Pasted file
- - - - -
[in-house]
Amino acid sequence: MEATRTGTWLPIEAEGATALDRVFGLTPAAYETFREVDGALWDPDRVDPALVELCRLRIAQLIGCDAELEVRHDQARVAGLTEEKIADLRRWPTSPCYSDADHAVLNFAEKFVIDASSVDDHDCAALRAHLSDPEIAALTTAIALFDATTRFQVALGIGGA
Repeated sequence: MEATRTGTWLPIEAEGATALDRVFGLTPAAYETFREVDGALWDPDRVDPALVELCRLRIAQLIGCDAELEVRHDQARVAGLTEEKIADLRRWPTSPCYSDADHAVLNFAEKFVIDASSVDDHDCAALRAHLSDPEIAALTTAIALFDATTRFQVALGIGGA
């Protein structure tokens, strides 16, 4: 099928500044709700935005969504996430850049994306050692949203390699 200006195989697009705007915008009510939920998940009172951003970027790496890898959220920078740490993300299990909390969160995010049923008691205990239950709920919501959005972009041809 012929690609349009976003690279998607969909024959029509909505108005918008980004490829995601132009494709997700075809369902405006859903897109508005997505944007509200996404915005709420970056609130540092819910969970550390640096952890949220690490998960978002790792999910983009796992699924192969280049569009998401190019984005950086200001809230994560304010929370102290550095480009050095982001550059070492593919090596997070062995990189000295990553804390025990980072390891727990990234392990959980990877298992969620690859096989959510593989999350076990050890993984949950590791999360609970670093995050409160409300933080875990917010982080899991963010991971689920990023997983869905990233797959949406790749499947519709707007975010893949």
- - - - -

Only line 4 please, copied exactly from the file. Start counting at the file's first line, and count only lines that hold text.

């Protein structure tokens, strides 16, 4: 099928500044709700935005969504996430850049994306050692949203390699 200006195989697009705007915008009510939920998940009172951003970027790496890898959220920078740490993300299990909390969160995010049923008691205990239950709920919501959005972009041809 012929690609349009976003690279998607969909024959029509909505108005918008980004490829995601132009494709997700075809369902405006859903897109508005997505944007509200996404915005709420970056609130540092819910969970550390640096952890949220690490998960978002790792999910983009796992699924192969280049569009998401190019984005950086200001809230994560304010929370102290550095480009050095982001550059070492593919090596997070062995990189000295990553804390025990980072390891727990990234392990959980990877298992969620690859096989959510593989999350076990050890993984949950590791999360609970670093995050409160409300933080875990917010982080899991963010991971689920990023997983869905990233797959949406790749499947519709707007975010893949």